Along with buko (coconut) pie, kesong puti or white cheese is probably what put the province of Laguna on the Philippines’ culinary map. Kesong puti originated from the town of Sta. Cruz which, unlike picturesque Laguna towns, does not boast of any real tourist attraction. It has its kesong puti though and that was what made it famous.
Traditional kesong puti is sold wrapped in banana leaves. My grandmother often bought several packs when she went to the market. Needless to say, my brother and I were introduced to kesong puti at a very early age. Eating kesong puti with pan de sal was often a weekend breakfast treat. My love affair with kesong puti is something that I would later pass on to my children.
But what makes it so special aside from its association with fond childhood memories? It’s the subtle aroma, the delicate flavor and the soft texture–quite similar to cottage cheese, actually, except that kesong puti is made from fresh carabao’s milk. And, unlike cottage cheese, kesong puti is large enough for slicing. A slice is usually half an inch thich and two inches in diameter. A pack of traditional kesong puti contains an average of four slices.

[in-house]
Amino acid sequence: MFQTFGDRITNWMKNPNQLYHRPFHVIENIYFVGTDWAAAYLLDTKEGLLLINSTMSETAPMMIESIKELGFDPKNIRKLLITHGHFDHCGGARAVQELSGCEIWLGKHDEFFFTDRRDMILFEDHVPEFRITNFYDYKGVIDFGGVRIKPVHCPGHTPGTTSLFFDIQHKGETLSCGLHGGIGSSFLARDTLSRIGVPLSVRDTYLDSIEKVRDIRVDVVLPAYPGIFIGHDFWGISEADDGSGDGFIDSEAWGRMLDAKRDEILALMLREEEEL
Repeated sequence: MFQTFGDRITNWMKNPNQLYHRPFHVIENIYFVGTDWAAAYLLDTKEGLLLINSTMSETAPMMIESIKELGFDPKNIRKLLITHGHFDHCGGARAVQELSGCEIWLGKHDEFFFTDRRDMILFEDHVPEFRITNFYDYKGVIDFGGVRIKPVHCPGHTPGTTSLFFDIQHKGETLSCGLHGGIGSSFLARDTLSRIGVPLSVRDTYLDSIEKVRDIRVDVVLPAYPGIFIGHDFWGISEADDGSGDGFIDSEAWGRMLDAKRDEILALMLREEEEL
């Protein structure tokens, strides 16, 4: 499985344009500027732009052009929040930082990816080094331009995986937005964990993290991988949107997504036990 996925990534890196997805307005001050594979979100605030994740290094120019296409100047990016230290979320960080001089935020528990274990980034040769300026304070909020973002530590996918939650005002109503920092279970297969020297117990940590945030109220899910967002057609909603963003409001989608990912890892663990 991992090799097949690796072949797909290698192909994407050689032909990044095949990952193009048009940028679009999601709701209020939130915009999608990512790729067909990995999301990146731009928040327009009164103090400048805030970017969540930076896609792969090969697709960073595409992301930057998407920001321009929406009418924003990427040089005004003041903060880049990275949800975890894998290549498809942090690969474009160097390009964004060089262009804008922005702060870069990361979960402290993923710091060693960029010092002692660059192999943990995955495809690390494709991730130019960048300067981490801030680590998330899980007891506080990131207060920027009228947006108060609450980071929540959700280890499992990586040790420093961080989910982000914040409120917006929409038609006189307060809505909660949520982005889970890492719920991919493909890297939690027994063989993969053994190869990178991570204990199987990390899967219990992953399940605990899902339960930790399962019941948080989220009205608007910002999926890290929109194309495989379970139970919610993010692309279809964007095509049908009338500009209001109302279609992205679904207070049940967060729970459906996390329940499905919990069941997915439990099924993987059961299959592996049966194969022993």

The biggest kesong puti, made in the Central Luzon province of Nueva Ecija, measured 4 feet wide, 16 feet long and 2 inches thick.
If you want to make kesong puti at home, the website of San Miguel, Bulacan, also well-known for products made from carabao’s milk, has some very easy instructions.